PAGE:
On Monday and Tuesday of this week (12th-13th January) I attended the Force2015 conference on research communications and e-scholarship. The conference was the successor to two US-based events entitled ‘Beyond the PDF’ – but happily for me, Force2015 was handily located in Oxford, in a venue about five minutes’ walk from my office.
A major aim of the conference was to bring together people from a wide range of different sectors – researchers, publishers, funders, librarians, and more – so as one might expect, the programme covered a wide range of topics. Chris Lintott’s fascinating keynote on citizen science got things off to a strong start, but for me the most interesting discussion happened in the latter part of Tuesday morning, when there was a vision session (a series of flash talks where conference attendees had five minutes to present their idea for improving scholarly communication), followed by a panel session on academic credit.
Although these two sessions started from somewhat different perspectives, a common theme very rapidly emerged: that the way in which the outcomes of research are presented and assessed needs to change. The primary unit of academic communication (and the thing that matters most in terms of CV points for researchers) is still the traditionally published journal article. However, text-based articles aren’t the only result of scholarly endeavour, and we need to find new ways of enabling other research outputs – data, software, multimedia objects, and more – to become part of the formal research record. Alongside that, we need to rethink the way in which researchers are credited for the work they do (composing the actual text of an article is only one part of the scholarly process), and the value that is placed on each role. This echoes much of what the research data management community has been saying for some years now, though with an even broader scope – I hadn’t, for example, previously fully appreciated the importance of software as a research output in some fields.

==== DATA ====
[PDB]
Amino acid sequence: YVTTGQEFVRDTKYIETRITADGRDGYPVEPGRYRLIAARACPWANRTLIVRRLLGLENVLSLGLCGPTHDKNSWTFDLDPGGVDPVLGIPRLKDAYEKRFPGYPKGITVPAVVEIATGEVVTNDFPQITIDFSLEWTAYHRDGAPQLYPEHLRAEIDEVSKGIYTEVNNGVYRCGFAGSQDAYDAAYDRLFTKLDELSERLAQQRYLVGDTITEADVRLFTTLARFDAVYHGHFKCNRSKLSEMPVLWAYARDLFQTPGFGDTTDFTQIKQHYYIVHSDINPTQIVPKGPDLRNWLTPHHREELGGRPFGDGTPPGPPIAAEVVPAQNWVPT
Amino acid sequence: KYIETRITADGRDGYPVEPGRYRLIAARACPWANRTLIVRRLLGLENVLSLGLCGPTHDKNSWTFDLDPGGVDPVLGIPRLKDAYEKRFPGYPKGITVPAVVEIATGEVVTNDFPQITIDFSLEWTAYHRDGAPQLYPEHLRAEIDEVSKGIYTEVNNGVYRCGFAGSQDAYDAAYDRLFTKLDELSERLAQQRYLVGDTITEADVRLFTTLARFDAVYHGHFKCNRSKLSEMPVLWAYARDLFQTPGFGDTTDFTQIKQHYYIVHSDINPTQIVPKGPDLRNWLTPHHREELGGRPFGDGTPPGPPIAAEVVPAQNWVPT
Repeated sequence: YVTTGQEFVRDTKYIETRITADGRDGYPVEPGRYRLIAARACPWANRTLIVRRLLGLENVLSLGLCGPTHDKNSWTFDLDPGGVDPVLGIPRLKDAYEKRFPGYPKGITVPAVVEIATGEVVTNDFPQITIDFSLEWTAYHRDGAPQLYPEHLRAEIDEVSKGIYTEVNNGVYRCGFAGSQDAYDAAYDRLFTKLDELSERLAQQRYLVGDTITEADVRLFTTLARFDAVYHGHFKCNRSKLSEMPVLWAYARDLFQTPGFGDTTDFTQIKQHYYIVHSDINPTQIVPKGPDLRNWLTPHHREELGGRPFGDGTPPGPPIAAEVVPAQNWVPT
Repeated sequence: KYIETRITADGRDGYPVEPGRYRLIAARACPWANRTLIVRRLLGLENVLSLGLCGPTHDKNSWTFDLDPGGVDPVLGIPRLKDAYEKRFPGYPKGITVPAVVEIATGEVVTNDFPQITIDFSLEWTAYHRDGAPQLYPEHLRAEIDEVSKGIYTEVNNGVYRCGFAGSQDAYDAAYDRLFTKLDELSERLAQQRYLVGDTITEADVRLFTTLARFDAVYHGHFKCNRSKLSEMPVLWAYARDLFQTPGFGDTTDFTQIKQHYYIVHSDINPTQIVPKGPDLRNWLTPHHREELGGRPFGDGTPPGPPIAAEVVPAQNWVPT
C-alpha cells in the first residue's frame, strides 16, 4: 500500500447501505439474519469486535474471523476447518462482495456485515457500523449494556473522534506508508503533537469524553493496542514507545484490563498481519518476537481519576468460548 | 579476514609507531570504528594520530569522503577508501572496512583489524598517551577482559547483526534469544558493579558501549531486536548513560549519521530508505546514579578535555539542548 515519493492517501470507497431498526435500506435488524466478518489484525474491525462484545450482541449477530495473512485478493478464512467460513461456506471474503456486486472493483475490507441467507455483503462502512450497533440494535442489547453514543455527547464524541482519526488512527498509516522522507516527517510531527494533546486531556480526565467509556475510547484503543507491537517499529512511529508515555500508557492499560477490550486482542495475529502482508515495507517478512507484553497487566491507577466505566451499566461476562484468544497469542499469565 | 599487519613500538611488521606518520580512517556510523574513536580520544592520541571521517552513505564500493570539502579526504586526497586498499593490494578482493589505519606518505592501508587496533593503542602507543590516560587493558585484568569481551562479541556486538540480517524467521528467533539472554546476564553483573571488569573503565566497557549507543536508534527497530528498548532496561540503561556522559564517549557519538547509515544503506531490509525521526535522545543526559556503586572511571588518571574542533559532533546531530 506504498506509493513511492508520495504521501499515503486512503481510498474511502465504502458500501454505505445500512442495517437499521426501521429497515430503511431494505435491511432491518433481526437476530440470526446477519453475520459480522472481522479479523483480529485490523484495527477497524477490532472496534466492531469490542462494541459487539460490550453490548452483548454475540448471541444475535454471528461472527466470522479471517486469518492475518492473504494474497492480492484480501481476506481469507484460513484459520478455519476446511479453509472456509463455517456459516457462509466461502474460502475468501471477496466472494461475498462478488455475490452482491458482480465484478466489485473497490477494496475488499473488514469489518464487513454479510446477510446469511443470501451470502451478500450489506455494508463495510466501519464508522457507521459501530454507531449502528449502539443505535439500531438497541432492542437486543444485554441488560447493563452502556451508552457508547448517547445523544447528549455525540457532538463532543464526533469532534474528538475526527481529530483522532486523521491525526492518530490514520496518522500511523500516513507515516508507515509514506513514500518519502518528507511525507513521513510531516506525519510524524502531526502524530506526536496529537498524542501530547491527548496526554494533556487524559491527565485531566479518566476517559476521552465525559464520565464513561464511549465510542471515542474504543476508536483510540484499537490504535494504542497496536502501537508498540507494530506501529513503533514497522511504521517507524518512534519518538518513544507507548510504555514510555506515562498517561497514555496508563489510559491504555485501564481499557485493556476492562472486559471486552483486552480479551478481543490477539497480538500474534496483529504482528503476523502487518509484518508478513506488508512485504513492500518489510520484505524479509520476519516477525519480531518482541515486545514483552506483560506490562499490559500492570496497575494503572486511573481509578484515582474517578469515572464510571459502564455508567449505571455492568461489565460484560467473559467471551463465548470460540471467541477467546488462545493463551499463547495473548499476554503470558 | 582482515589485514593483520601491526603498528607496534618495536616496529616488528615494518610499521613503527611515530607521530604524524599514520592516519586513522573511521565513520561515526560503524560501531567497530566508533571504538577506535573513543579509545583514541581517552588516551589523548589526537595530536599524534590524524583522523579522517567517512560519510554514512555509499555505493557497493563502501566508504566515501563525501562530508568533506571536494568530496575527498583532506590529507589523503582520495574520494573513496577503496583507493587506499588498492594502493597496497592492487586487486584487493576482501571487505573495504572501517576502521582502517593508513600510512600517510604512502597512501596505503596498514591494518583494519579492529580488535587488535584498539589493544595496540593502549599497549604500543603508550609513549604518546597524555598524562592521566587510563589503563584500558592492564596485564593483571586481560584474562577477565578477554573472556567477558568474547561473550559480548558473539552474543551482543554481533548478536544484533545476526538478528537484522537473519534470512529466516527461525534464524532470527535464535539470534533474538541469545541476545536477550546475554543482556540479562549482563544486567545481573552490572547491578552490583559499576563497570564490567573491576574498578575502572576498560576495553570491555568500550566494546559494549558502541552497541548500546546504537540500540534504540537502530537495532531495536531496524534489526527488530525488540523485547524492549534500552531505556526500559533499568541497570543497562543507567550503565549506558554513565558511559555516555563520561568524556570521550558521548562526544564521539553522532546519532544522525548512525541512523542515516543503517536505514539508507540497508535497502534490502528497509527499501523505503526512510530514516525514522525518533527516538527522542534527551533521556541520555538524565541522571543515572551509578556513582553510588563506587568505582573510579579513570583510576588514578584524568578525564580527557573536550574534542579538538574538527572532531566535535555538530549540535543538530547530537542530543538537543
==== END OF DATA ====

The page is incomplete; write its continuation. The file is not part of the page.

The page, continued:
However, while there was much useful debate, I was personally rather disappointed that non-science disciplines weren’t better represented, both here and elsewhere on the program. Social sciences popped up occasionally, but all too many of the sessions barely even acknowledged that the humanities existed. For a conference about the future of research communications to argue that the current model of scientific publishing doesn’t represent how research in that field actually works is entirely legitimate and much needed. But for much discussion at the same conference to proceed as if scientific research were the only sort that takes place is more than a little worrying.
At one point things almost seemed to be veering in the direction of claiming that papers weren’t really important at all, or that they were merely advertising for the real content. A question from the audience drawing attention to this produced some hasty backtracking, and assurances that the significance of the interpretation and conclusions provided by the text wasn’t being overlooked. Nevertheless, I couldn’t help feeling that the whole shape of the discussion might have been different if there’d been someone on the panel putting the perspective of the philosopher or the historian. (We were told a couple of times that Force11, the organization behind the conference, is making an effort to be more inclusive and to cover a wider range of disciplinary views: we can only hope that these labours will have borne more fruit by the time Force2016 rolls around.)
On a more positive note, I was at the conference with my Online Research Database Service (ORDS) hat on, with a poster and an accompanying demo. It was good to have the opportunity to show the system off to a group of interested people, and pleasing to get some excited responses. A major part of the reason for developing ORDS was to provide researchers with a straightforward way of sharing their data, both with collaborators and with the public, with a view to allowing the data to be recognized as a key resource in its own right – so it’s nice to feel we’re doing our bit to help bring about a revolution in scholarly communication.